CECM then ran conduit through the structure‘s existing floors into all new ceilings and coordinated with the mechanical contractor to prevent scheduled work overlap.
The contractor also installed the entire electrical system, including lighting, controls and low-voltage connections. The lighting for the new learning center would be a contrast to the banks of fluorescent lamps of traditional libraries. With wide open spaces, high ceilings and clustered meeting areas, the demand for seamless lighting and sustainability meant that LEDs with lighting controls were installed. This smart lighting included 1,140 indoor LED fixtures, outdoor lamps that included four-pole fixtures and recessed and column lighting. All are controlled by the building lighting control system provided by Intelligent Lighting Controls, Edina, Minn. Those controls include time clock and occupancy sensors to ensure the building runs as efficiently as possible.
CECM also worked on the low-voltage systems. Workers ran a total of 80,000 feet of CommScope Cat. 6 cable to provide communications connectivity. The University of Nebraska manages its own fire alarm systems in all of its facilities.
CECM also installed a 130-kilowatt natural gas generator by Generac Industrial Power/HM Cragg, Minneapolis. The workers wired the 1,000A main distribution switchgear by ABB, Cary, N.C., in the main electrical room, two other electric rooms on the first and second floors and electrical distribution located in the mezzanine and lower-level mechanical room. The CECM team also added the rooftop penthouse for air handlers.
The interior configuration resulted in moving or expanding some of the building’s fixtures, including new larger stairwells, elevator and generator.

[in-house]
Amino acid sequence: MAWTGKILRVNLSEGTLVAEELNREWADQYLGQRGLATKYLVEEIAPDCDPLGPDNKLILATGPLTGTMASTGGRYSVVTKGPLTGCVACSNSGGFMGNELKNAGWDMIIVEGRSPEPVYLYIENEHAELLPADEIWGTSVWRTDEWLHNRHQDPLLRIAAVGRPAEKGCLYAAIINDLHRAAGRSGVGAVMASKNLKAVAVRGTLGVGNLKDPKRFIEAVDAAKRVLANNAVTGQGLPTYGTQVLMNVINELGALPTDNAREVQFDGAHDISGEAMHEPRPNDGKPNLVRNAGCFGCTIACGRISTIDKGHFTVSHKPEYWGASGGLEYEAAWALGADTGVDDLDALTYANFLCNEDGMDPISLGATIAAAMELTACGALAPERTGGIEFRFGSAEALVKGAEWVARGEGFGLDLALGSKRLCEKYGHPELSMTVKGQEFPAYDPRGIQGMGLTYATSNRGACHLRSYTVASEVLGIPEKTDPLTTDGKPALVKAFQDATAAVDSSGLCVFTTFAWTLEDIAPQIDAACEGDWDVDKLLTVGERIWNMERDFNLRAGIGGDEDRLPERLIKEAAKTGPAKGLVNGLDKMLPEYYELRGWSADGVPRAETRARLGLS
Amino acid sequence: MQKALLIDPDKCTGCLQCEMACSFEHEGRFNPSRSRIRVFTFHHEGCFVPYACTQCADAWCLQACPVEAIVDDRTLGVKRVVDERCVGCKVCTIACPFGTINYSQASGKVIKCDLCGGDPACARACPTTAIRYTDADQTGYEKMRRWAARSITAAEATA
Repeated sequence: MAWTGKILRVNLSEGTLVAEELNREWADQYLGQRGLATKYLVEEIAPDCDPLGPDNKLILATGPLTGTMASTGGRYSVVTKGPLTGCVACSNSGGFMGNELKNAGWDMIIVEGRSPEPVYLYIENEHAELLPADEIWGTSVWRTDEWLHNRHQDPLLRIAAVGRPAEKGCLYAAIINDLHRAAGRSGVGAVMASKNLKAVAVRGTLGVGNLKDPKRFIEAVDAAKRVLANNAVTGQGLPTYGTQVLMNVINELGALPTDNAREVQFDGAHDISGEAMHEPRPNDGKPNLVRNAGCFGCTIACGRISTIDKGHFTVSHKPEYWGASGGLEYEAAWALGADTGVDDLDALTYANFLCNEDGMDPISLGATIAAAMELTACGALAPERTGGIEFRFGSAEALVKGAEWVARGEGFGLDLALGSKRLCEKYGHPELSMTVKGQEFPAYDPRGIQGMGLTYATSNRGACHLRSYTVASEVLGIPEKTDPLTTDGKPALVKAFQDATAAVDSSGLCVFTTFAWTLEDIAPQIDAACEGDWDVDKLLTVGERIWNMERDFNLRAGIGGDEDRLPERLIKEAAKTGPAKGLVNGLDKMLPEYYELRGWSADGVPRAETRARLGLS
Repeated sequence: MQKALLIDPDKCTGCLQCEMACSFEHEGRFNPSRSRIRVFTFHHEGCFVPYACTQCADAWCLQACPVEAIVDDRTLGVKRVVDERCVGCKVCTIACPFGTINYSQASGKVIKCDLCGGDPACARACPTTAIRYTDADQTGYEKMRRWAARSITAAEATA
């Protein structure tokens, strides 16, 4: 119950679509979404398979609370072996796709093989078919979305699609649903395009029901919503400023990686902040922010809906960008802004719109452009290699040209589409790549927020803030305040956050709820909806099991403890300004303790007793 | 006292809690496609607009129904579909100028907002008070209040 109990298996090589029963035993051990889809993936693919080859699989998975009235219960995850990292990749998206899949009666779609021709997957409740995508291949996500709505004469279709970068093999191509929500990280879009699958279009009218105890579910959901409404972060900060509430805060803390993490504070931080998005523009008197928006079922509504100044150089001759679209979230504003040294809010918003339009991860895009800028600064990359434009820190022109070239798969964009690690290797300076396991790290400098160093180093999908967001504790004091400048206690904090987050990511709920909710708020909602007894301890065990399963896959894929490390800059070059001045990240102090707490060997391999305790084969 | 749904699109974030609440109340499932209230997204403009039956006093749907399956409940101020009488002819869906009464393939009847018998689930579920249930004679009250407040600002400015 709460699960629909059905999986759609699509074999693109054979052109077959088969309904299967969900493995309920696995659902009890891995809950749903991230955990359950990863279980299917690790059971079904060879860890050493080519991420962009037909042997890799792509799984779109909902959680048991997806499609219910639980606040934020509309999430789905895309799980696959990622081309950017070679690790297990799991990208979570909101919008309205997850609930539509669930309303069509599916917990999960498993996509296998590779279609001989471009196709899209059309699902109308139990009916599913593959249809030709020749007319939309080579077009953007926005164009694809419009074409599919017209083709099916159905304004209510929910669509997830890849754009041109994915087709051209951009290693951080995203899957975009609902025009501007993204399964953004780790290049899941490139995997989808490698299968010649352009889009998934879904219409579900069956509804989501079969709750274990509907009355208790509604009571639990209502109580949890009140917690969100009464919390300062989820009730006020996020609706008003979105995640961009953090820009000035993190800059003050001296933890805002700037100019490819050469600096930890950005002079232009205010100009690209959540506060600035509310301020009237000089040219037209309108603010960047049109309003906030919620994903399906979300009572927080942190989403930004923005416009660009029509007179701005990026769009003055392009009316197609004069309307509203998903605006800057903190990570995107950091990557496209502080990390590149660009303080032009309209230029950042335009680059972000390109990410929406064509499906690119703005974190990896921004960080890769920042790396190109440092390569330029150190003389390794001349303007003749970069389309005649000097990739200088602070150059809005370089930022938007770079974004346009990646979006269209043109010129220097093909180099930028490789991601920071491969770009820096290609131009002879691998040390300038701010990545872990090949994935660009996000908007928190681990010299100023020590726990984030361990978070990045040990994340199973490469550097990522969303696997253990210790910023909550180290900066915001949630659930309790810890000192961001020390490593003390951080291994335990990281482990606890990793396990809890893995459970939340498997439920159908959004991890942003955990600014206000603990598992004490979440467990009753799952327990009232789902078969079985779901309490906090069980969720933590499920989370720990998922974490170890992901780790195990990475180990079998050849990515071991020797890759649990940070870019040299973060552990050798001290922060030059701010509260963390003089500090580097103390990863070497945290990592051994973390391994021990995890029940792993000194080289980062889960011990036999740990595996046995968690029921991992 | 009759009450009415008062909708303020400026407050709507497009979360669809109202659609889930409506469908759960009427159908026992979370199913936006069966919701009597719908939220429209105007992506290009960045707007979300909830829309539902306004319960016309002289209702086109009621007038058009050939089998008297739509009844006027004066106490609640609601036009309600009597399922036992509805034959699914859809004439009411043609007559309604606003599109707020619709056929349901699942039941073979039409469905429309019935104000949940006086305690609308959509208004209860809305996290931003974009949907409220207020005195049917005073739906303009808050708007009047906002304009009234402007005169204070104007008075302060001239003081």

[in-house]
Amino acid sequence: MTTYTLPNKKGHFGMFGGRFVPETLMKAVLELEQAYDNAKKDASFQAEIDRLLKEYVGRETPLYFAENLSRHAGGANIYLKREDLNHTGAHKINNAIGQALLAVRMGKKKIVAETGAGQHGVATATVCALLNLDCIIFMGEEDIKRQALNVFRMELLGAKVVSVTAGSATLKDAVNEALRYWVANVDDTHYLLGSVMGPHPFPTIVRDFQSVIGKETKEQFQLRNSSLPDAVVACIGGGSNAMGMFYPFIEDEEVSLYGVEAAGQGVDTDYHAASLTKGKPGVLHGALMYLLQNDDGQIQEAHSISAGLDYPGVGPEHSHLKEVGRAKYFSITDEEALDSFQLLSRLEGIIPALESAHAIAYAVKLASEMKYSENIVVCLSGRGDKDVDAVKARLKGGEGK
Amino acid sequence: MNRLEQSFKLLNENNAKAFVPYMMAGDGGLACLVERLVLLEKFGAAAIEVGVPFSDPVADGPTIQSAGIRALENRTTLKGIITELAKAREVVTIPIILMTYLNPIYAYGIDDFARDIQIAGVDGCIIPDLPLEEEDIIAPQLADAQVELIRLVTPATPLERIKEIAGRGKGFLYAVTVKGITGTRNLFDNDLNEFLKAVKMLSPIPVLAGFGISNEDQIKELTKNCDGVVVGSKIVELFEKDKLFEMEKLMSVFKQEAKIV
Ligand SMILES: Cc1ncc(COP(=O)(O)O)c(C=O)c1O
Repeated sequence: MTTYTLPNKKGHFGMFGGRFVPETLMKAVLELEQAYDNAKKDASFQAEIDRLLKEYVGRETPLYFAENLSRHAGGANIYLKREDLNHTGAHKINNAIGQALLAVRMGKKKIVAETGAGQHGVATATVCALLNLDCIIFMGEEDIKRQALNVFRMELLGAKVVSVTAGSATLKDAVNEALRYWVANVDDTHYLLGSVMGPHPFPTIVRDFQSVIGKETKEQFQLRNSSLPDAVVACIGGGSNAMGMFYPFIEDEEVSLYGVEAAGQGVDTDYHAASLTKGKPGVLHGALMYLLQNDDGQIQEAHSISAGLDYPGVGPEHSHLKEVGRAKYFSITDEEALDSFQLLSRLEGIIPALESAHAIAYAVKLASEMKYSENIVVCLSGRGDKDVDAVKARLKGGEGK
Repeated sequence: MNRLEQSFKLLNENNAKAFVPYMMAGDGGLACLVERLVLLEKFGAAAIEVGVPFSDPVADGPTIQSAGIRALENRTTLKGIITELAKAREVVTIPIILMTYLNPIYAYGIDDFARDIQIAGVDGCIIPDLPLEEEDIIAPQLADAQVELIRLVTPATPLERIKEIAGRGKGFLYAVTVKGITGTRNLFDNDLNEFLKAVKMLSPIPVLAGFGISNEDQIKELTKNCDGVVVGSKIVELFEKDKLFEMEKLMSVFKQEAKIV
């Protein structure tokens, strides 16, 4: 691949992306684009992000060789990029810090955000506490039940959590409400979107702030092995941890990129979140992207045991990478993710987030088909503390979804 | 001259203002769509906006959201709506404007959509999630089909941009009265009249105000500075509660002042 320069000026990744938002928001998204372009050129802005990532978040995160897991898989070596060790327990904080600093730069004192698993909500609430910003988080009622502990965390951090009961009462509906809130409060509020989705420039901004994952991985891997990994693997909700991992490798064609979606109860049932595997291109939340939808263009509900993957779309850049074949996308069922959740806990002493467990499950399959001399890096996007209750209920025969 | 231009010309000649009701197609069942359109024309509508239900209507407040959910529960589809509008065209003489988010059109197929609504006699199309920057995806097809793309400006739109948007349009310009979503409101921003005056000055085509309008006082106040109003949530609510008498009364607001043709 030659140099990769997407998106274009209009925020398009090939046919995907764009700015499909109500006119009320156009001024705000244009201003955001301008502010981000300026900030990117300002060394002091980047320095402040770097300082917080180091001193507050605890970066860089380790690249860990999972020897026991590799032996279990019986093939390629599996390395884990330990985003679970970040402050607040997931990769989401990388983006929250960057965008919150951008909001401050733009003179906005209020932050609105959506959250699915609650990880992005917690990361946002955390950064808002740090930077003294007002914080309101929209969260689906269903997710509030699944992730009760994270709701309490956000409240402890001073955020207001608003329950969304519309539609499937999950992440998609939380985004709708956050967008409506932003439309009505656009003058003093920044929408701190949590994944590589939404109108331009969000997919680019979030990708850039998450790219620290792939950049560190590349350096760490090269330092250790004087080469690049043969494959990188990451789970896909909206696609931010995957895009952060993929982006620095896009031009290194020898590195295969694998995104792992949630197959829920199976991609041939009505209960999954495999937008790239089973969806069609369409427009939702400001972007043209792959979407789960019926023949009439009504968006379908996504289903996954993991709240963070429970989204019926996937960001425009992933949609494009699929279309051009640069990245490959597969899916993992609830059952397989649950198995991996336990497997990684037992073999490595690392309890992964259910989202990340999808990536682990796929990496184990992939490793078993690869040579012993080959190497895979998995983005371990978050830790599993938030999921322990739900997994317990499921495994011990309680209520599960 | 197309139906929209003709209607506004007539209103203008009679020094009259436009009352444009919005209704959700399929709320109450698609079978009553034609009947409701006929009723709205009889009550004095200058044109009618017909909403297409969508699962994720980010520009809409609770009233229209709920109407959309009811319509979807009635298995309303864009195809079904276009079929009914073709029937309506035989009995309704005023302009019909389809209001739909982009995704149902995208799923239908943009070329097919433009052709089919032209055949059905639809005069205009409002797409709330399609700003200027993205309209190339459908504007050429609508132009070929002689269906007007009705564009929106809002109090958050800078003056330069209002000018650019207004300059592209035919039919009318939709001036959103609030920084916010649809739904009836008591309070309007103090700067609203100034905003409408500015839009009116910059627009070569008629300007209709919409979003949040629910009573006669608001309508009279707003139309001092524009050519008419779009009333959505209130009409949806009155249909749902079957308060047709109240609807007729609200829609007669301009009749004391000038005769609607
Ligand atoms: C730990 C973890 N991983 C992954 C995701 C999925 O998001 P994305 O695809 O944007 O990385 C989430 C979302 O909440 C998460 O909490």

Construction crews encountered several more unexpected challenges along the way, including discovering the presence of lead paint and some asbestos.
“When it comes to old buildings, asbestos is quite usual,” Goodwater remarked.
However, in this case, the lead paint, found on the roof, was uniquely thick. Contractors tried to chemically strip the paint, but ultimately the team cordoned off the site to sandblast it off. That required an additional three weeks in an already tight schedule.
“We had to move the schedule around,” Owen said.
A second issue came in the form of a positive COVID-19 test, which meant workers went into quarantine. This caused delays in the late summer of 2020. A skeleton crew—consisting of workers who had already recovered from the virus—was able to keep the project going.
Management stayed on task and many worked remotely. After those weeks of slowdown, all contractors were playing catch up by fall 2020. On-site work continued with limited intergroup or interjob site movement, along with wearing face masks and physically distancing “as much as you can on the job site,” Owen said.
Lift equipment helped CECM run cable and install fixtures in the soaring ceilings of the building, enabling electricians to reach 20-foot ceilings in open areas of the library. The company used scissor lifts to apply the new LED lighting in the open areas.
At peak, CECM had 12 men on-site. Substantial completion of the project came on Jan. 6, 2021.
The new library is now in use by faculty members and students enrolled in the 2020–2021 school year. Some of the primary features include an expansive active learning space on the top floor, presentation areas, an arboretum, an exam commons, quiet study spaces, offices and a new entrance on the building’s east side. The central stairway serves as both stairs and seating for presentations in the lower level. The Engler Agribusiness Entrepreneurship Program is also housed in the new library, and members can hear presentations and hold meetings.
With the latest activities underway in the new facility, Goodwater says it offers functionality and a modern flair. And the mostly glass facade means that the building serves as a beacon that stands out on the campus at night.
The remodeled Dinsdale Family Learning Commons building today “creates a beautiful space for students to study privately or in groups seven days a week and up to 18 hours per day,” Goodwater said.
Technology is readily available and designed to be easy to use.
“I am very happy with the way the building turned out and even more happy with the very minimal post-construction issues or warranty items to be dealt with now that the building is in use,” he said.
For CECM’s own crew, the pleasure is in seeing the building in active use and the modern addition it serves for the students that come to the campus each day. In the future, the library may include a cafe and return more books to its site.
“CECM did a great job throughout the building with the power and structured cabling systems that were required,” Goodwater said.